2009-03-05 / News

Gardening 101: Greenhouse smarts

The Island Garden
By Roger Marshall

Growing plants in a greenhouse is a little more advanced gardening than growing outdoors, but the basic principle is the same. In a greenhouse you won't be able to rely on rain to water your plants. You also won't be able to rely on insects to pollinate your plants. You will have to water and pollinate your plants. But other than that, most greenhouse gardening is the same as outdoors.

It can also be much more than outdoors. Growing in a greenhouse moves your gardening zone up one zone at least. In Jamestown we grow in zone 6b according to the USDA plant hardiness zone. This map tells you when the first and last frost dates are expected for your area, what plants will survive in the area and a lot more. The zones are rated from the lowest (in northern Canada) to the highest in southern Florida. In Jamestown, we can grow any plant that is rated lower than zone 6b. In an unheated greenhouse, we could grow plants that are rated for zone 7b. If you heat your greenhouse you can grow plants that are rated up to zone 10. For example, in my heated greenhouse, I grow lemon, orange and key lime trees that are normally found in places like Florida.

If you want to buy a greenhouse there are many things to look out for. So many, in fact, that I have written a book about it. You can buy a copy at Jamestown Hardware if you want to look into greenhouse gardening more deeply. Here are a few things to look for:

If you can afford it, buy doublewall acrylic glazing rather than single wall glazing. It will last longer and insulate better.

Buy a wooden-framed greenhouse rather than an aluminum framed greenhouse. Buy the largest greenhouse you can afford. You will fill it with plants if you are a keen gardener, and you will wish you'd bought a larger one. If you are a beginning gardener, buy a smaller greenhouse until you learn how to use it.

If you plan to heat it, buy double or triple walled acrylic glazing. It is lighter than glass and has a high insulation value. If you plan to heat it put the greenhouse on the south side of a building to help keep the northerly wind off it.

Put your greenhouse near a water supply and an electrical outlet. Watering the plants is the biggest single chore to greenhouse ownership. In summer you can move your plants outdoors and water them daily with a hose, but in winter you'll need to water at least once a week. If you enjoy greenhouse gardening, you'll want to be able to go out there at night after work, so having lights out there can make it fun. Plus, you can plug in a heater or water pump if needed.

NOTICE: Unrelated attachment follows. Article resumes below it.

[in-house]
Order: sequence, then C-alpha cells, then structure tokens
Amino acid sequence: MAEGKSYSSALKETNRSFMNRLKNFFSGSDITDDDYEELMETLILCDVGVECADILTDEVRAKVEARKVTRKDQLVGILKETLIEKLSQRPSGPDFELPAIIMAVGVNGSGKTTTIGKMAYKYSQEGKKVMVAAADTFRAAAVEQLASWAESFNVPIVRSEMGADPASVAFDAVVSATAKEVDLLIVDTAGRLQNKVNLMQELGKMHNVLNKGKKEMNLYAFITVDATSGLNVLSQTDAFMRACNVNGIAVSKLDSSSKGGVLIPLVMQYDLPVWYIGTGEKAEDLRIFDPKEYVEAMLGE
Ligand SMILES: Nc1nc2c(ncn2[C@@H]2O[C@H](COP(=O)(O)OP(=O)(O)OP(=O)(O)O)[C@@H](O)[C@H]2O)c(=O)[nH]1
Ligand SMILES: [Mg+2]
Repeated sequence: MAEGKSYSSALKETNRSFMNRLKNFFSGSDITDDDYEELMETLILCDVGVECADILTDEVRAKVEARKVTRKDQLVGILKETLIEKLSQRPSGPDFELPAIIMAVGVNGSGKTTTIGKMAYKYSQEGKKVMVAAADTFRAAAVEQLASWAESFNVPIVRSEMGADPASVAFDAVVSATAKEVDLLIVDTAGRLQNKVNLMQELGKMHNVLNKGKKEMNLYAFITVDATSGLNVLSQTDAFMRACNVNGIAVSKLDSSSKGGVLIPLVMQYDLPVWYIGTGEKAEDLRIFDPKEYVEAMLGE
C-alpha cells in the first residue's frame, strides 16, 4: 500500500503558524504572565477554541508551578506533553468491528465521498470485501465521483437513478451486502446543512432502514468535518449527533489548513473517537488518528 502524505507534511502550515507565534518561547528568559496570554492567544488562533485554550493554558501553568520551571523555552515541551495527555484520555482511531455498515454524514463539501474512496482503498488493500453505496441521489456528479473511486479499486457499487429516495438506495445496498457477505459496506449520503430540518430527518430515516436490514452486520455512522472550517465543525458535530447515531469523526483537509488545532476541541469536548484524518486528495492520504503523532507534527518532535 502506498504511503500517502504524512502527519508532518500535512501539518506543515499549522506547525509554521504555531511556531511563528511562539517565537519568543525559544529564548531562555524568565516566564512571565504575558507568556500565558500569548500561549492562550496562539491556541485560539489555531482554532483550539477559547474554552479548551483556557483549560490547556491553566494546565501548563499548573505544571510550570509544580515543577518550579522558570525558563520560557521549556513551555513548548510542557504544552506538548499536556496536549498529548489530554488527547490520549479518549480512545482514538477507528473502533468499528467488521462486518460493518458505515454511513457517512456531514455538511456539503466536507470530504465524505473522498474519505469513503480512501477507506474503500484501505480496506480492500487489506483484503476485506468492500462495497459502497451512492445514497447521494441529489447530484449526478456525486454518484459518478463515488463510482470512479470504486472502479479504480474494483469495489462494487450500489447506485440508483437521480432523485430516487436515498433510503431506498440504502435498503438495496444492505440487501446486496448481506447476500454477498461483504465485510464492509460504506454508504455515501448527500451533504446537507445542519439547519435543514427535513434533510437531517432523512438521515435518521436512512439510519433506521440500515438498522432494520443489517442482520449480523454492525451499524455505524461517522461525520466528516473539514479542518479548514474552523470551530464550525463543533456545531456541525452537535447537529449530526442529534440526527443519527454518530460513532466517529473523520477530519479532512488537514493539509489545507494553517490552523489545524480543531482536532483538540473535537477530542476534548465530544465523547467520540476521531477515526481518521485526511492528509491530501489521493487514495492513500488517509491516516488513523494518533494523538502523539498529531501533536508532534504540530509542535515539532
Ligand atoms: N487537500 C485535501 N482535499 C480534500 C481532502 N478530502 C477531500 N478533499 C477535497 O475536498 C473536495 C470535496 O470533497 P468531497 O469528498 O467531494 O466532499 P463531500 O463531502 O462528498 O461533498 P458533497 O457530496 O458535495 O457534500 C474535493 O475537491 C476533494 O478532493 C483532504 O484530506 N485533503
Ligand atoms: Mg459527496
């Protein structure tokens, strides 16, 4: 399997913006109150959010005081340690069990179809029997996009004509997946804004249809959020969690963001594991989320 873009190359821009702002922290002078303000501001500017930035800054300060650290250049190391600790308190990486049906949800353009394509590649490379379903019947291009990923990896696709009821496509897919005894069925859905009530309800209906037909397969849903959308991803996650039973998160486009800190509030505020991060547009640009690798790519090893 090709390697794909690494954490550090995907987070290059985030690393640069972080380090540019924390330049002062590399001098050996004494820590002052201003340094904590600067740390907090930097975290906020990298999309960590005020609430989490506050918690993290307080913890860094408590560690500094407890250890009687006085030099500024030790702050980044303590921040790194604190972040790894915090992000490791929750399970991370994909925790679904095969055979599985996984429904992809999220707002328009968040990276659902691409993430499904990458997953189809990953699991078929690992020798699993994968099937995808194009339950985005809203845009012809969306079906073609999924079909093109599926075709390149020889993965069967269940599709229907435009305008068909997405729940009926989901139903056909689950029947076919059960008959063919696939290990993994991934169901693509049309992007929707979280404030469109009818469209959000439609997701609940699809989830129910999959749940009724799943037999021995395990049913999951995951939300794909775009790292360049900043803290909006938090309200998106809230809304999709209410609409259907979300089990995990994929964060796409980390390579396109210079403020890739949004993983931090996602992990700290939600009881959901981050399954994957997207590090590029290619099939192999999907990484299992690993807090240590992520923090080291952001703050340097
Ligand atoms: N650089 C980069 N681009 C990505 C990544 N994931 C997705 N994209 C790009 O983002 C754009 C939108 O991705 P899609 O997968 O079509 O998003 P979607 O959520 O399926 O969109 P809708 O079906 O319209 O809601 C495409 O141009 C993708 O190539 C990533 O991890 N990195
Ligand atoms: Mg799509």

You can make your greenhouse freestanding or make it a lean-to against your home. Each has advantages and disadvantages.

The advantages of a lean-to greenhouse

Solar heat can be used to heat your home in winter if you have a door into your greenhouse from the home. This warm air is usually quite moist but it may smell a little earthy.

Power and water are easy to supply. Heat can also come from the home. But it can draw heat from the home on cold overcast days.

You can work out there at night without trudging through the snow.

It can serve as an adjunct to your home and give you a warm place to sit on a cold sunny day.

You can easily move flowering plants in bloom into the house for all to enjoy.

You can easily pick herbs and other food plants without going outside.

The advantages of a freestanding greenhouse

You can spray chemicals without the smell getting into your home.

You keep greenhouse debris (pots, potting soil, etc.) out of your home.

It can be located where it will get the best sunlight and near the garden to make moving plants into the garden easier.

A greenhouse can be fun, but it can also be a chore. It helps to increase your gardening season to almost any length you want, including year round. With a greenhouse you can grow exotic fruits, vegetables, and herbs that you might not be able to find in a store. For example, I grow galangal for Thai cooking in the heated greenhouse. This is a plant that is normally only available by mail order.

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